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Title: Warming and elevated CO 2 alter the suberin chemistry in roots of photosynthetically divergent grass species

A majority of soil carbon (C) is either directly or indirectly derived from fine roots, yet roots remain the least understood component of the terrestrial carbon cycle. The decomposability of fine roots and their potential to contribute to soil C is partly regulated by their tissue chemical composition. Roots rely heavily on heteropolymers such as suberins, lignins and tannins to adapt to various environmental pressures and to maximize their resource uptake functions. Since the chemical construction of roots is partly shaped by their immediate biotic/abiotic soil environments, global changes that perturb soil resource availability and plant growth could potentially alter root chemistry, and hence the decomposability of roots. However, the effect of global change on the quantity and composition of root heteropolymers are seldom investigated. We examined the effects of elevated CO 2 and warming on the quantity and composition of suberin in roots of Bouteloua gracilis (C4) and Hesperostipa comata (C3) grass species at the Prairie Heating and CO 2 Enrichment (PHACE) experiment at Wyoming, USA. Roots of B. gracilis exposed to elevated CO 2 and warming had higher abundances of suberin and lignin than those exposed to ambient climate treatments. In addition to changes in their abundance, rootsmore » exposed to warming and elevated CO 2 had higher ω-hydroxy acids compared to plants grown under ambient conditions. The suberin content and composition in roots of H. comata was less responsive to climate treatments. In H. comata, α,ω-dioic acids increased with the main effect of elevated CO 2, whereas the total quantity of suberin exhibited an increasing trend with the main effect of warming and elevated CO 2. The increase in suberin content and altered composition could lower root decomposition rates with implications for root-derived soil carbon under global change. Our study also suggests that the climate change induced alterations in species composition will further mediate potential suberin contributions to soil carbon pools.« less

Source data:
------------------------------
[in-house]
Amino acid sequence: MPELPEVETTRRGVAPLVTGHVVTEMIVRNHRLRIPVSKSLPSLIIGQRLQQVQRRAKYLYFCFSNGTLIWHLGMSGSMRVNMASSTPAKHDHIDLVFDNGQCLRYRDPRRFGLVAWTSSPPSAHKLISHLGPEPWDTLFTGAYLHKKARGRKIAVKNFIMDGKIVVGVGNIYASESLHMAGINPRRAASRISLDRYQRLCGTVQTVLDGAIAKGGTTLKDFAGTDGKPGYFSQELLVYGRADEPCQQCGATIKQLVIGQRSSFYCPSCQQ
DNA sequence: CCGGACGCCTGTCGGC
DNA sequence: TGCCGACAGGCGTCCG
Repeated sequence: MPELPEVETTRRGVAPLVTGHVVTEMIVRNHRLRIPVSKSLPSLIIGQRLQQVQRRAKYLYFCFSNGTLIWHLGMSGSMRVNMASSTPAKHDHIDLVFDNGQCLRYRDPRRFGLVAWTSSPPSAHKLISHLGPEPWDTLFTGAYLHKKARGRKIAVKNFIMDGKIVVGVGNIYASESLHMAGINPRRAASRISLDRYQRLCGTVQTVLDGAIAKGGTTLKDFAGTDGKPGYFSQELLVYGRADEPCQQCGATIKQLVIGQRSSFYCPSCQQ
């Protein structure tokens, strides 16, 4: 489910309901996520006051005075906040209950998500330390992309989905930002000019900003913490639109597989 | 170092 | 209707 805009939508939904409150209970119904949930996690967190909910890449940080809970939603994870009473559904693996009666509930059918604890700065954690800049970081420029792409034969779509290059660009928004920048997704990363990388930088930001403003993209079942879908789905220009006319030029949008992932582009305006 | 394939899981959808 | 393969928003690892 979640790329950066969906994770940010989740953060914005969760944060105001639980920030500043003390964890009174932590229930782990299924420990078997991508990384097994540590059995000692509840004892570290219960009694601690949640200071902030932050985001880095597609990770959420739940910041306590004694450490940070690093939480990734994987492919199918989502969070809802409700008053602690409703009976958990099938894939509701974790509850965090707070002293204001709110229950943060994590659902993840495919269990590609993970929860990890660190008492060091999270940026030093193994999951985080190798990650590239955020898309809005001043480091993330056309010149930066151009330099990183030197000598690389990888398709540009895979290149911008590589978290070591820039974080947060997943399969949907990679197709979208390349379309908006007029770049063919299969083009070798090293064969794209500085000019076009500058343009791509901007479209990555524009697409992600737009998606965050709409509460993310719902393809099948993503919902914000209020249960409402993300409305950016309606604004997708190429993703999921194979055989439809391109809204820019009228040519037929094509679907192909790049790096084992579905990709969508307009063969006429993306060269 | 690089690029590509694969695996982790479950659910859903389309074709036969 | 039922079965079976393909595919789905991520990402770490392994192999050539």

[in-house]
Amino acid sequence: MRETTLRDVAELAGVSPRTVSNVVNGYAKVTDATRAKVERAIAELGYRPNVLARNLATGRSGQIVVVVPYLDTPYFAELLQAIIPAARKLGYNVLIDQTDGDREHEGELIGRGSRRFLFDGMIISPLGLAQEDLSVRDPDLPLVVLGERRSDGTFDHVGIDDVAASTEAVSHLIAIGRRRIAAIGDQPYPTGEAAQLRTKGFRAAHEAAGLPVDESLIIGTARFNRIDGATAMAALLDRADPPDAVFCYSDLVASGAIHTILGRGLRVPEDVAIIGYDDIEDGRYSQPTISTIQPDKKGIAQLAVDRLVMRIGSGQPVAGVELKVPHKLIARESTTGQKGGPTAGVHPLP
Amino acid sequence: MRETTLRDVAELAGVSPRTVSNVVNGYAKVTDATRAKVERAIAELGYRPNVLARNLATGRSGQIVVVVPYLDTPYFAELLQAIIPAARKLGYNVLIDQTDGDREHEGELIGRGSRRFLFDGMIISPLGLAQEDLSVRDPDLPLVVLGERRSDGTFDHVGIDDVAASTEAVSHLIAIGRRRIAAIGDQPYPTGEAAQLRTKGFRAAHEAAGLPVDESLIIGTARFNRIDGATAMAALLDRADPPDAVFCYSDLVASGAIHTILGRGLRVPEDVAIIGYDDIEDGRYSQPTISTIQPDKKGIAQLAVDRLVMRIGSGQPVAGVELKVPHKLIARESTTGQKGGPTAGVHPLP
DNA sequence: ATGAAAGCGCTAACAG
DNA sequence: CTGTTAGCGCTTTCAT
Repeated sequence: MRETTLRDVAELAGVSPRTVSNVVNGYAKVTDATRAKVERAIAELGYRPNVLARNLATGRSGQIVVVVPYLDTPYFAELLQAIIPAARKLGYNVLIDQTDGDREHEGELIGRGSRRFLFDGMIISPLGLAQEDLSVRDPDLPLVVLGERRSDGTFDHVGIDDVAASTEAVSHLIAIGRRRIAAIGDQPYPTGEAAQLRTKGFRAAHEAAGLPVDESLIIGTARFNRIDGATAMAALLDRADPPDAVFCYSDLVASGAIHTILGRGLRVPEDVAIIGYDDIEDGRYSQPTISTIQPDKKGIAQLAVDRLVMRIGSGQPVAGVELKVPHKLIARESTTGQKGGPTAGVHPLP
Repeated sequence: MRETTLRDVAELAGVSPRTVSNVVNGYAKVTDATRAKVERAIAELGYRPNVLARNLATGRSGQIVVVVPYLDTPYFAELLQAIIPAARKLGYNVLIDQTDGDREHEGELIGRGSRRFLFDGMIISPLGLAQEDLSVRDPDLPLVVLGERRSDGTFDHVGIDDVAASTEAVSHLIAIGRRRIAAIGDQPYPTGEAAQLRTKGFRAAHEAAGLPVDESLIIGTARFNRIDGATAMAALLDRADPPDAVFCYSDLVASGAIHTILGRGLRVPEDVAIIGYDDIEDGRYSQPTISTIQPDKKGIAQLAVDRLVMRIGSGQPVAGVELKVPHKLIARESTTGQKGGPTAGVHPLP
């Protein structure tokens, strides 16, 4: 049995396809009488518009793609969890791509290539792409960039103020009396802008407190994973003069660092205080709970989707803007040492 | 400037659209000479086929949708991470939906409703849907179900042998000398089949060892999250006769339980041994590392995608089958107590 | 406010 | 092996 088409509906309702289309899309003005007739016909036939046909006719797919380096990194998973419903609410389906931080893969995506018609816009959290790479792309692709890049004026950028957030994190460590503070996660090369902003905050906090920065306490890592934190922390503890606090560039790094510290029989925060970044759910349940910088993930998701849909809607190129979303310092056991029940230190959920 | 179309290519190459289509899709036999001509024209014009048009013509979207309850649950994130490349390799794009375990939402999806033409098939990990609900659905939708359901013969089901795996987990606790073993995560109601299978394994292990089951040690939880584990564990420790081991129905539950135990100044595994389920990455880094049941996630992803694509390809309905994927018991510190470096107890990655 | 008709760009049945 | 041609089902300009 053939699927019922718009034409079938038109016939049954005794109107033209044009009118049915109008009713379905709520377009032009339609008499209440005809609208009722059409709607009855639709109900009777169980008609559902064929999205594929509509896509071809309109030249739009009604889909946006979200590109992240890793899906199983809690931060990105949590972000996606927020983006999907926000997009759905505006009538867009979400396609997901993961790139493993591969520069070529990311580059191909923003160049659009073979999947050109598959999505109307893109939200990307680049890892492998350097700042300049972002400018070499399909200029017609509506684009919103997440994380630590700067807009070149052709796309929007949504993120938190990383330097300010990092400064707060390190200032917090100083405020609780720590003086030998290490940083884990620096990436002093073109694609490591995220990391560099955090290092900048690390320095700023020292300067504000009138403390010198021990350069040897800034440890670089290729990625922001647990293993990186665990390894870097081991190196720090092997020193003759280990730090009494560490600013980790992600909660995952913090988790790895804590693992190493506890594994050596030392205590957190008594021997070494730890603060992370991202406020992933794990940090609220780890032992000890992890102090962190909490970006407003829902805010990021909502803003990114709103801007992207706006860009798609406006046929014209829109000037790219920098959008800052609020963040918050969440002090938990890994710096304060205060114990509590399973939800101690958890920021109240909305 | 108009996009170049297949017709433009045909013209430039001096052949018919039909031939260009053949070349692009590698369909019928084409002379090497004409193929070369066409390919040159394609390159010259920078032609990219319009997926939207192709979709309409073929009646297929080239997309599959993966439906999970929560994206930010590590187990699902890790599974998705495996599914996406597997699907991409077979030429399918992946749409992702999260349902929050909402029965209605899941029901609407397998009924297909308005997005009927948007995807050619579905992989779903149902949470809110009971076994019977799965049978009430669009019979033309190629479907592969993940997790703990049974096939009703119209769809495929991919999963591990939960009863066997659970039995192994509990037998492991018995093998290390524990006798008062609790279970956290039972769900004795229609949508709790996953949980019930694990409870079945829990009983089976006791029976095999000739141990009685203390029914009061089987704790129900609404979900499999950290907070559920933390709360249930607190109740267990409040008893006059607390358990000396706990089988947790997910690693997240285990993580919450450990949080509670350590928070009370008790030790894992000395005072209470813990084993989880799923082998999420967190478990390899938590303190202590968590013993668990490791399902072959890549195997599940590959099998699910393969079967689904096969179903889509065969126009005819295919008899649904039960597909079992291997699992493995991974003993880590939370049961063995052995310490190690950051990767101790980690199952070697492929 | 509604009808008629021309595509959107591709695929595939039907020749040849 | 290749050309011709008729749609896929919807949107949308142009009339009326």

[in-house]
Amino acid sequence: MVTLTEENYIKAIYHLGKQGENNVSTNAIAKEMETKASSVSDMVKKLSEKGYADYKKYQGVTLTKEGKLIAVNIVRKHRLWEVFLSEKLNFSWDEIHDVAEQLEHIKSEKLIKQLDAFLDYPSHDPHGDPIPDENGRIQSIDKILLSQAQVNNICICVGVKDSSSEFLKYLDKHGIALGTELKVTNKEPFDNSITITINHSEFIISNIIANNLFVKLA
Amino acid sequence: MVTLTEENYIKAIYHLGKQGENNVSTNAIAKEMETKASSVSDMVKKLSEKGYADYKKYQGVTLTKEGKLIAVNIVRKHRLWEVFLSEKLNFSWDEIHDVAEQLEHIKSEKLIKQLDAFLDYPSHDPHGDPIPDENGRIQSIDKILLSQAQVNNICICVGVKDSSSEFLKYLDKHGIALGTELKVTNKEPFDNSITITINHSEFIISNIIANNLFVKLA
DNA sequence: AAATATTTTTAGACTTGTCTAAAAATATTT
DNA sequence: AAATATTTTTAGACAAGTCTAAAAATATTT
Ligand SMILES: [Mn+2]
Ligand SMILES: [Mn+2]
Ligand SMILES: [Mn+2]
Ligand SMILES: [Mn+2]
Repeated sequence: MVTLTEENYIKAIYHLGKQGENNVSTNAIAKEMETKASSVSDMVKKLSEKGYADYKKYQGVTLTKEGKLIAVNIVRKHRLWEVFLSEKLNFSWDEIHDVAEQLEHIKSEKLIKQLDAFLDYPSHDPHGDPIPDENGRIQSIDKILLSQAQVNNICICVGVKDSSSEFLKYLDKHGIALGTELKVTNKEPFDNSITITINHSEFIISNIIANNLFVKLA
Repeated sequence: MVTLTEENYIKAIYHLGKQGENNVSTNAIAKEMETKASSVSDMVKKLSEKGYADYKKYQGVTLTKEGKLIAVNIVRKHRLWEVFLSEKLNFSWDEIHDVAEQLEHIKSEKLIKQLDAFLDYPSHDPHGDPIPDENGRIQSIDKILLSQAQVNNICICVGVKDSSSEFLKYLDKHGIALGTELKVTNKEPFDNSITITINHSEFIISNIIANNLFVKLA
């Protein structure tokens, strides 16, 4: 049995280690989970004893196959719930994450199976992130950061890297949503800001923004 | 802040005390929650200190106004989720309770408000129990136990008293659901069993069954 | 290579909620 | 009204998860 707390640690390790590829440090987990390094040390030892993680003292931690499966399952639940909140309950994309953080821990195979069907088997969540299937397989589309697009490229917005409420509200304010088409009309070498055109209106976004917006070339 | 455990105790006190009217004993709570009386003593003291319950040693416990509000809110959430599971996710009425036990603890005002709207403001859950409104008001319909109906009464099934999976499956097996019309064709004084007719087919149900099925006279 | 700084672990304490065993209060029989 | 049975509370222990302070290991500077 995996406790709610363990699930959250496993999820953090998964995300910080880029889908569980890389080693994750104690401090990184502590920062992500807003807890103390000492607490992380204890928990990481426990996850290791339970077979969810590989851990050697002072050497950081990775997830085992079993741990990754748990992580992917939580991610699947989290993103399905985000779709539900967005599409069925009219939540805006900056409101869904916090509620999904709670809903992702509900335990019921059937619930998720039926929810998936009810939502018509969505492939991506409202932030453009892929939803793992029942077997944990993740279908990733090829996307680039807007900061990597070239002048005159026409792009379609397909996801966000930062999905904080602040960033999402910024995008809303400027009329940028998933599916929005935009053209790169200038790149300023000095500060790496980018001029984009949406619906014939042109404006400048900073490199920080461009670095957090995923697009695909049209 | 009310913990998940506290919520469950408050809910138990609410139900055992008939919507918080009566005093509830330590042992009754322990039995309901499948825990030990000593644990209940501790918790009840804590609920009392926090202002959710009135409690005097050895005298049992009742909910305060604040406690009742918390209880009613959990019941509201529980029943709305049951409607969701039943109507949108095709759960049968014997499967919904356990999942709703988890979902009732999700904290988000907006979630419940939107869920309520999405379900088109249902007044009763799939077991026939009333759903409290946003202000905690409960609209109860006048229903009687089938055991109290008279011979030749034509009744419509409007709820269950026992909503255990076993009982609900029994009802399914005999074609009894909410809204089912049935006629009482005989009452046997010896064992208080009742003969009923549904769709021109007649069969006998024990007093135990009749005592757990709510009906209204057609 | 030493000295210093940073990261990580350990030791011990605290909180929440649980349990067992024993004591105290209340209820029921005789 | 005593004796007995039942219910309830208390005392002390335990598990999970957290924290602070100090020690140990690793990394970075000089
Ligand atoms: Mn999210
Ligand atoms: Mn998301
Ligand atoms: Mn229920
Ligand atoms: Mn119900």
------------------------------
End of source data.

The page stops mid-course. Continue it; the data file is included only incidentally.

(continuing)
[1] ;  [1] ;  [2] ;  [3]
  1. Clemson Univ., SC (United States). Dept. of Plant and Environmental Sciences
  2. Univ. of Wyoming, Laramie, WY (United States). Dept. of Botany; Western Sydney Univ., Penrith, NSW (Australia). Hawkesbury Inst. for the Environment
  3. Clemson Univ., SC (United States). Dept. of Physics and Astronomy. Clemson Nanomaterials Center
Publication Date:
Grant/Contract Number:
SC0006973; DBI-1306607; DEB-1021559; 2008-35107-18655
Accepted Manuscript
Journal Name:
AoB Plants
Additional Journal Information:
Journal Volume: 9; Journal Issue: 5; Journal ID: ISSN 2041-2851
Oxford University Press; Annals of Botany Company
Research Org:
Univ. of Wyoming, Laramie, WY (United States); Clemson Univ., SC (United States)
Sponsoring Org:
USDOE Office of Science (SC), Biological and Environmental Research (BER) (SC-23); National Science Foundation (NSF); Dept. of Agriculture (USDA)
Country of Publication:
United States
60 APPLIED LIFE SCIENCES; ecology; global change biology; below-ground processes
OSTI Identifier: